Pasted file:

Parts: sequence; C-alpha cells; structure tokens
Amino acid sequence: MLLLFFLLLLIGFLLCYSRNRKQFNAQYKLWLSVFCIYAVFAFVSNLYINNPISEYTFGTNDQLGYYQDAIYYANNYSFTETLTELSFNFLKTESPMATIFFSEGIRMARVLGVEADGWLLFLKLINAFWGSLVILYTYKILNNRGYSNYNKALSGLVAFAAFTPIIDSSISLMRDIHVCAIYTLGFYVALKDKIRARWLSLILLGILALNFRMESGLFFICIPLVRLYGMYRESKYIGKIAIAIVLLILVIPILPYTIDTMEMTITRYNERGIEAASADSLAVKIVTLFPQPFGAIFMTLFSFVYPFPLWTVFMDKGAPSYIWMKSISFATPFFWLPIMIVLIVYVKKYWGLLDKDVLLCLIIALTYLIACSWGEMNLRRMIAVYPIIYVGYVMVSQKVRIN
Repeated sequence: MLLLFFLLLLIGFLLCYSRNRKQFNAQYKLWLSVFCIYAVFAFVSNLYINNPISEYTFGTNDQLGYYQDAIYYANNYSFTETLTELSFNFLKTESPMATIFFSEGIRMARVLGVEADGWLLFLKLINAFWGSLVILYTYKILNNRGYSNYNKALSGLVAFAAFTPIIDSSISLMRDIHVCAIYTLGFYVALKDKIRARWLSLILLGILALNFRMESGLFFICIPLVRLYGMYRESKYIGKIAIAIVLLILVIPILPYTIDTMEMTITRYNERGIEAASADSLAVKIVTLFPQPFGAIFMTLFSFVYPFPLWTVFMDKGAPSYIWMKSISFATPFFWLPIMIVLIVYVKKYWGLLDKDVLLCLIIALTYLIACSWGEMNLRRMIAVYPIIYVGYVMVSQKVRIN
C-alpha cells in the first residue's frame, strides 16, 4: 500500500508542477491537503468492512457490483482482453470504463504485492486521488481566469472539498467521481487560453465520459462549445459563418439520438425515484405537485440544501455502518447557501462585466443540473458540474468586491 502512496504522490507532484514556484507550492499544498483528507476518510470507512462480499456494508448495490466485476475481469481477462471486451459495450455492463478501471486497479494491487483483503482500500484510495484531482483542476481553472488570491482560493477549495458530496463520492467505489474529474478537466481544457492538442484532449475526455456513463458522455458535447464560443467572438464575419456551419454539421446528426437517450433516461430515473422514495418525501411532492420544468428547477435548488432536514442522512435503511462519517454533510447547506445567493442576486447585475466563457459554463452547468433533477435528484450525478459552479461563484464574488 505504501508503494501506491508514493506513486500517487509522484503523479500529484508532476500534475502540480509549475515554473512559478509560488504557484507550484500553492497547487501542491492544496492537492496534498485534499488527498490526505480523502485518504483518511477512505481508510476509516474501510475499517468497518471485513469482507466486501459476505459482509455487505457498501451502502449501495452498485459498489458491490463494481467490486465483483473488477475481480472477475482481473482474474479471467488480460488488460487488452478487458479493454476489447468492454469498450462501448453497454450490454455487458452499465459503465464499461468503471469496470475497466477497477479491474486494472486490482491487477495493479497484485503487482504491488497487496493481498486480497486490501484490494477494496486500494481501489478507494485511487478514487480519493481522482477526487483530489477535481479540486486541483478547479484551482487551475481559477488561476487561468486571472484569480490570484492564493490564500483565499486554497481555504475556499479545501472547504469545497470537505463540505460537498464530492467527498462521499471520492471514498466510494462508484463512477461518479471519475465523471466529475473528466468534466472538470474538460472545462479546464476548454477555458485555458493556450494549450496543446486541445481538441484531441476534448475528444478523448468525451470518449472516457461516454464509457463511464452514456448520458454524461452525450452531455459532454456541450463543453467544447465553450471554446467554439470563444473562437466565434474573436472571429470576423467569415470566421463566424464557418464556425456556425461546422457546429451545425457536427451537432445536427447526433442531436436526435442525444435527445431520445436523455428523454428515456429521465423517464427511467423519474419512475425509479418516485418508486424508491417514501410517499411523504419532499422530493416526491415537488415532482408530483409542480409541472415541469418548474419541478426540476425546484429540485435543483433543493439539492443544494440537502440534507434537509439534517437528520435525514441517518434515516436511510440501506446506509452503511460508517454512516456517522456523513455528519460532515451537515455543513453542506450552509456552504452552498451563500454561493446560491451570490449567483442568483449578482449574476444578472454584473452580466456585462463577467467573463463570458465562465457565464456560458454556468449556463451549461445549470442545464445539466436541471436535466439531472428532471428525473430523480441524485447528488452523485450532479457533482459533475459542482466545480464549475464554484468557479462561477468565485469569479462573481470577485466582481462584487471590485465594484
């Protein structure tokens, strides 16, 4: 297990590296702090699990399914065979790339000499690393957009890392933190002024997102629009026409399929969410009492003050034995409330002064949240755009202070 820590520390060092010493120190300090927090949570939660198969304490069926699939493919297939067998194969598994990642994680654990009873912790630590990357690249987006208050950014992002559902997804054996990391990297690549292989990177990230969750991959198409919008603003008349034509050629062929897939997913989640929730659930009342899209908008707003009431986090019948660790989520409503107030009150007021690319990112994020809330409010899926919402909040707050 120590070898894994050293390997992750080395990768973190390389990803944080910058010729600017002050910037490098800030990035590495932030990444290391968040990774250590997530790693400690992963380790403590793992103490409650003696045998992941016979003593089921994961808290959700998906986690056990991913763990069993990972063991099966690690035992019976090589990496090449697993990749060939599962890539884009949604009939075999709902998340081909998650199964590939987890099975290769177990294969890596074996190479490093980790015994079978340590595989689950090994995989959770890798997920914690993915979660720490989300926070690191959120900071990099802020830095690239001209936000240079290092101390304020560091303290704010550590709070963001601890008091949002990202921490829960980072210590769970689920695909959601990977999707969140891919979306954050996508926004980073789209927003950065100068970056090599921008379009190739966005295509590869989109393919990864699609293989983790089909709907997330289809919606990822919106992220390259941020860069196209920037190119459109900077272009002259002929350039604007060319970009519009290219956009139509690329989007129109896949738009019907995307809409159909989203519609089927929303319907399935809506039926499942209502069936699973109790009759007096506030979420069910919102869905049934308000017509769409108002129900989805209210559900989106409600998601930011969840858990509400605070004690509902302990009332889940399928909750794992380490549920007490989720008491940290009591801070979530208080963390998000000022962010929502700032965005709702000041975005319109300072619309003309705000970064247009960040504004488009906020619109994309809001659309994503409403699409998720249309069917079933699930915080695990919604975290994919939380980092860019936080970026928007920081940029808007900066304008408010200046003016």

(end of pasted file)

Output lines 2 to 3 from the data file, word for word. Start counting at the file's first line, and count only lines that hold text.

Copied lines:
Amino acid sequence: MLLLFFLLLLIGFLLCYSRNRKQFNAQYKLWLSVFCIYAVFAFVSNLYINNPISEYTFGTNDQLGYYQDAIYYANNYSFTETLTELSFNFLKTESPMATIFFSEGIRMARVLGVEADGWLLFLKLINAFWGSLVILYTYKILNNRGYSNYNKALSGLVAFAAFTPIIDSSISLMRDIHVCAIYTLGFYVALKDKIRARWLSLILLGILALNFRMESGLFFICIPLVRLYGMYRESKYIGKIAIAIVLLILVIPILPYTIDTMEMTITRYNERGIEAASADSLAVKIVTLFPQPFGAIFMTLFSFVYPFPLWTVFMDKGAPSYIWMKSISFATPFFWLPIMIVLIVYVKKYWGLLDKDVLLCLIIALTYLIACSWGEMNLRRMIAVYPIIYVGYVMVSQKVRIN
Repeated sequence: MLLLFFLLLLIGFLLCYSRNRKQFNAQYKLWLSVFCIYAVFAFVSNLYINNPISEYTFGTNDQLGYYQDAIYYANNYSFTETLTELSFNFLKTESPMATIFFSEGIRMARVLGVEADGWLLFLKLINAFWGSLVILYTYKILNNRGYSNYNKALSGLVAFAAFTPIIDSSISLMRDIHVCAIYTLGFYVALKDKIRARWLSLILLGILALNFRMESGLFFICIPLVRLYGMYRESKYIGKIAIAIVLLILVIPILPYTIDTMEMTITRYNERGIEAASADSLAVKIVTLFPQPFGAIFMTLFSFVYPFPLWTVFMDKGAPSYIWMKSISFATPFFWLPIMIVLIVYVKKYWGLLDKDVLLCLIIALTYLIACSWGEMNLRRMIAVYPIIYVGYVMVSQKVRIN